• I have the ESV Study Bible and I looked up its intro to Jude, and can’t find those quotes you gave, SR and Jeff. Which version of the ESV are you using?

      • Still Reforming

        Barbara,

        Ligonier Ministries (the one founded by Dr. RC Sproul – not Jr.) publishes an ESV Study Bible. That is the one from which I quoted.

  3. Valerie

    Okay, I think I get it now. I thought you meant in the first few verses of Jude that the ESV took a different rendering than other translations. After reading the literal introduction (not Jude, but the synopsis of it) what I’m reading that doesn’t sound right is, “The description of those who left the faith (vv. 8–16) provides a picture of their character and actions.” Yet as I read Jude he is not describing someone who has left their faith…they never had it to begin with. Jude says they have denied our Lord. We deal differently with those who work against the cause of Christ than those who walking misguidedly (not exactly the right word).

    • Still Reforming

      Valerie,
      Indeed. My understanding is that no one can “leave the faith.” They are either saved once saved always or they never were in the faith to begin with. “They went out from us, but they were not of us; for if they had been of us, they would have continued with us. But they went out, that it might become plain that they all are not of us.” (1 John 2:19)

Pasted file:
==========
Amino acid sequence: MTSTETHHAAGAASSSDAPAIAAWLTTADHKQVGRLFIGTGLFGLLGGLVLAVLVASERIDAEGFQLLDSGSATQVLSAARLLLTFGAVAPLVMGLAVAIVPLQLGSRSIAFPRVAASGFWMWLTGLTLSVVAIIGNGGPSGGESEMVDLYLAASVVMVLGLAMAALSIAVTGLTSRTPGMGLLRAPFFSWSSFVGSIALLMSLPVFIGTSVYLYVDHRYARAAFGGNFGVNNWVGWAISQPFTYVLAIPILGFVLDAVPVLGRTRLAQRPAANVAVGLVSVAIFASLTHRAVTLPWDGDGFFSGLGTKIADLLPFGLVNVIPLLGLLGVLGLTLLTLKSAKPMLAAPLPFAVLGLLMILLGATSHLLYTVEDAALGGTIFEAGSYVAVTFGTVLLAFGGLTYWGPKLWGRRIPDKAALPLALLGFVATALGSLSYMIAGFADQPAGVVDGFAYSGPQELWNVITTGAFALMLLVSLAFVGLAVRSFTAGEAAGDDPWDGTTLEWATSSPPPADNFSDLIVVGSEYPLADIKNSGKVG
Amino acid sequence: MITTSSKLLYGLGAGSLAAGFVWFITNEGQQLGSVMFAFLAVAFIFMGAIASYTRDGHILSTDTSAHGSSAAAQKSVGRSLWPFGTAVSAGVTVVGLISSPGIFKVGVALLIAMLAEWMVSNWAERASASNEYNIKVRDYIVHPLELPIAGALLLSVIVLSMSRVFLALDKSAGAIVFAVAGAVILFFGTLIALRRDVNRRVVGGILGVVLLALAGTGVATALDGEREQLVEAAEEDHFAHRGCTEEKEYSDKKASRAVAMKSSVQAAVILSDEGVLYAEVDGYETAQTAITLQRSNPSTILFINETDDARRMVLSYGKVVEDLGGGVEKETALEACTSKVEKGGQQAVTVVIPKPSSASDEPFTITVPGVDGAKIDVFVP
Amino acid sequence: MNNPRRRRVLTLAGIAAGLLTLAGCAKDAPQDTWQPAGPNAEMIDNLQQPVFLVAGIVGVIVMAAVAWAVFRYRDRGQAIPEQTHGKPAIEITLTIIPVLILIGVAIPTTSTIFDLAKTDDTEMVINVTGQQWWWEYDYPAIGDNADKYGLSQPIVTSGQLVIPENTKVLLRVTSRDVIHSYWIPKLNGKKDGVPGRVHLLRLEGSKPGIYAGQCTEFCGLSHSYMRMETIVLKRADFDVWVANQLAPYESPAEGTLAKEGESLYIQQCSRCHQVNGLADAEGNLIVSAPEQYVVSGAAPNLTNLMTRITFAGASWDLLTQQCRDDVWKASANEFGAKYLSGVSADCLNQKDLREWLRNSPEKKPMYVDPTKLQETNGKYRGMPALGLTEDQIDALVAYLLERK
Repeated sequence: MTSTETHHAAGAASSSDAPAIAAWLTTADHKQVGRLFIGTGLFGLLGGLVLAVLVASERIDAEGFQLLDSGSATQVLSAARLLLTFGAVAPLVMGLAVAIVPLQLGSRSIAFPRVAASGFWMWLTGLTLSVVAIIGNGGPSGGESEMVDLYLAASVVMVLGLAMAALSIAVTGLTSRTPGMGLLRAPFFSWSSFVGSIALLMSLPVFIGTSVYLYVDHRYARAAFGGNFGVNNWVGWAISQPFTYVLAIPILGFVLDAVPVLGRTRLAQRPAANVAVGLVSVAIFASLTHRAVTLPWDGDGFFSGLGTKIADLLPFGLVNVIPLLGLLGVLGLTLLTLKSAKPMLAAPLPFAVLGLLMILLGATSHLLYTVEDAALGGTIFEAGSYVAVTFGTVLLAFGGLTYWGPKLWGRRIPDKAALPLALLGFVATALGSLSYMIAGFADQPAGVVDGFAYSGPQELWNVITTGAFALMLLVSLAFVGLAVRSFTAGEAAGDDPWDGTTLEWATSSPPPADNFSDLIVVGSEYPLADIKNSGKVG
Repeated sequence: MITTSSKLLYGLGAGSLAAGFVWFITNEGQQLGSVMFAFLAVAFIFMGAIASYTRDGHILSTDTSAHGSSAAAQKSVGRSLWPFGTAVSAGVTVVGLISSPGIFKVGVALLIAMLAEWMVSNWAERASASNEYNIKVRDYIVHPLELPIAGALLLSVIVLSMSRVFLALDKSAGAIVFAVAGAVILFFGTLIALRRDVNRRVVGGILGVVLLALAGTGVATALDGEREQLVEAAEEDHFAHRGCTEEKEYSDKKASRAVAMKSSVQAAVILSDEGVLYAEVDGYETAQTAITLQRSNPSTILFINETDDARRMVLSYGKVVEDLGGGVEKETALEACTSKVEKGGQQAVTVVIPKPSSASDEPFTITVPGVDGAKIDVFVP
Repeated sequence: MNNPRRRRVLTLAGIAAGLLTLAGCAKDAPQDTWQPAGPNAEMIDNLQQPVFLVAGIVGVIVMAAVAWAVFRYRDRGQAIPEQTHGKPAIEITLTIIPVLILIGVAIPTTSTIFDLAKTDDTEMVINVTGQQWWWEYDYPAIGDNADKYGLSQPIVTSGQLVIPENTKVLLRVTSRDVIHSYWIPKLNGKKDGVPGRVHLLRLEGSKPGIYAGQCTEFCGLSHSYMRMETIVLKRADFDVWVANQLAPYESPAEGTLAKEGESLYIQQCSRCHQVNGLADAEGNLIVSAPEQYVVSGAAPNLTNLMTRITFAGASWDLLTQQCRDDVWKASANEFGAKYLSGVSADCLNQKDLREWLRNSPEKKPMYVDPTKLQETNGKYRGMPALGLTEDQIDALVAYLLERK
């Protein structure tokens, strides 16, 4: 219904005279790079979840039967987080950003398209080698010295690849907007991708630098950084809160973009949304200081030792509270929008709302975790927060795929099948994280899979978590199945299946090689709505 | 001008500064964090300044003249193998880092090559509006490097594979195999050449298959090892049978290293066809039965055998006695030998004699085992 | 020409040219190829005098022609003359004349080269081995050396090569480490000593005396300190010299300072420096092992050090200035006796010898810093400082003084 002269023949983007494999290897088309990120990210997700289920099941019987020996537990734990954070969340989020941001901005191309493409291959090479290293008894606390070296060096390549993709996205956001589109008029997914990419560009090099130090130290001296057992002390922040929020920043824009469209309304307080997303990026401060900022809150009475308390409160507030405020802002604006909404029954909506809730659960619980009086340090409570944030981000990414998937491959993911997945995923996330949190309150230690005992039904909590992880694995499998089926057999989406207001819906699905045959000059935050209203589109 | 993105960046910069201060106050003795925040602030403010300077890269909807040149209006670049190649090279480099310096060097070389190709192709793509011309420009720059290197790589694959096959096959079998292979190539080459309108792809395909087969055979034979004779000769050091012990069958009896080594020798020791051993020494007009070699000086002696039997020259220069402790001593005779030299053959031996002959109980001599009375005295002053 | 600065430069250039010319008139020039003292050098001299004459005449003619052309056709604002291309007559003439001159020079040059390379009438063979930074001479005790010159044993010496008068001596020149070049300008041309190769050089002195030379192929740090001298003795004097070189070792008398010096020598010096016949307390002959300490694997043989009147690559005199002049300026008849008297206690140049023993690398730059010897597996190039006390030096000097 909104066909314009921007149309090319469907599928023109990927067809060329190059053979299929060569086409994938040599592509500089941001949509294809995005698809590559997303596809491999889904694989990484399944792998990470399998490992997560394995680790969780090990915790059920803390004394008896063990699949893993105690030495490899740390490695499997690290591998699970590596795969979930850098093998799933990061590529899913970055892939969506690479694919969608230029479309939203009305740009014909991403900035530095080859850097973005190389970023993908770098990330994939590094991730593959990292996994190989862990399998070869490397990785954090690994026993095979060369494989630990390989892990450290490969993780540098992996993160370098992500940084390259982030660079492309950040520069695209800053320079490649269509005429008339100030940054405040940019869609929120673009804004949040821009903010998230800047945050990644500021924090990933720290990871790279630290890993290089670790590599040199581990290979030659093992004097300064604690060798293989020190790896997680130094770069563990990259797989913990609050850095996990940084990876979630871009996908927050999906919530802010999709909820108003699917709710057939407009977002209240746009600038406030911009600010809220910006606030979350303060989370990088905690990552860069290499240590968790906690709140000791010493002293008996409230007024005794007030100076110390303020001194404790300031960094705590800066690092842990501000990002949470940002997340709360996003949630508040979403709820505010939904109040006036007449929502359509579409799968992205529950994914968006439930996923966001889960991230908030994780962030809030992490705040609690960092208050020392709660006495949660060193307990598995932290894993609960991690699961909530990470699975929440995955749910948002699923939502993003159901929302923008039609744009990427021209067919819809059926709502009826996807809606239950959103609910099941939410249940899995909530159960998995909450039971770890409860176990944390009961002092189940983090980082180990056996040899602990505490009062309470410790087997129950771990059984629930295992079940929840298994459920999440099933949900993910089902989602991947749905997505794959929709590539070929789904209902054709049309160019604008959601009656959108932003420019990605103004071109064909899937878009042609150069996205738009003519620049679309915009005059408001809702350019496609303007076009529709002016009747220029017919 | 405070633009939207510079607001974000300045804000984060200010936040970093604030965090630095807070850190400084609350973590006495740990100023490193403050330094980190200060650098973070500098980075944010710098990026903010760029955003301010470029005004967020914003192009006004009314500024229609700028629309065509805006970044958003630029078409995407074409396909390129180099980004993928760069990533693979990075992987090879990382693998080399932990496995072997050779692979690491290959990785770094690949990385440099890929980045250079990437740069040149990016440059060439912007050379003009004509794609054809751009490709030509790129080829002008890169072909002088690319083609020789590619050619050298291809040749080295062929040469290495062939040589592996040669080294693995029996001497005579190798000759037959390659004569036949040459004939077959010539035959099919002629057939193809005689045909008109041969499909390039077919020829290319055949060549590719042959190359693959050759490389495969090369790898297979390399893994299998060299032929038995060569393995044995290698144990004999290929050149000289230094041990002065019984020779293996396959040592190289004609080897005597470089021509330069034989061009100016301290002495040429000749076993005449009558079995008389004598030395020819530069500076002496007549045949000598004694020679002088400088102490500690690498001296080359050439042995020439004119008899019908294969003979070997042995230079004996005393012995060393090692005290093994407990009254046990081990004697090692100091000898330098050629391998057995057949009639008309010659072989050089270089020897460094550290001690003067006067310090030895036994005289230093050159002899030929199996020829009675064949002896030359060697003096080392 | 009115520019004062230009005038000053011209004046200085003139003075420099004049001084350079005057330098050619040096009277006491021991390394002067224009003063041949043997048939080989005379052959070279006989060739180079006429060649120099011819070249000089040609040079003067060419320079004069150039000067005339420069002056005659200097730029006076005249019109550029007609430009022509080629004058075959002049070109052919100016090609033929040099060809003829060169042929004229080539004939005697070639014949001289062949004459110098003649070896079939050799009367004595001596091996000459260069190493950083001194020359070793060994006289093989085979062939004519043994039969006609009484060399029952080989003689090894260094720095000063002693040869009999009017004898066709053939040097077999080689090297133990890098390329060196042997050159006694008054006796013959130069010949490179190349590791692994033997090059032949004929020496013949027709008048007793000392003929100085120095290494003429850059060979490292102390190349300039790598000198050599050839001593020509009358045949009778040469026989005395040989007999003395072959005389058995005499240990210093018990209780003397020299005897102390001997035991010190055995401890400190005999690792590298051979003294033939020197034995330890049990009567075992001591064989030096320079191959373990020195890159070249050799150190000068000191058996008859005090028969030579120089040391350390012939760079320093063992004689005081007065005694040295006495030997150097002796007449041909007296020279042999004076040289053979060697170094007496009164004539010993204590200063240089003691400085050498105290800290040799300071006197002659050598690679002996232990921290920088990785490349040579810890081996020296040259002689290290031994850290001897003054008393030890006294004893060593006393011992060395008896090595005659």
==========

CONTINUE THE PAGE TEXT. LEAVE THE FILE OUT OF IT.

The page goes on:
I liked this exercise; It helps me see that I must be very circumspect when it comes to even the simplest of introductory statements or footnotes in Bibles (not least of which Bibles by scholars and theologians whom I respect, like Dr. RC Sproul. It is the organization he founded, Ligonier Ministries, that produced the ESV Bible from which I pulled the introductory comments.) And that extends to commentaries, books, and all writings that interpret Scripture for us.

  4. Friend of Target

    The verse from last Friday’s post comes to mind here also.

    “But if anyone does not provide for his own, and especially for those of his household, he has denied the faith and is worse than an unbeliever.” 1 Timothy 5:8 NASB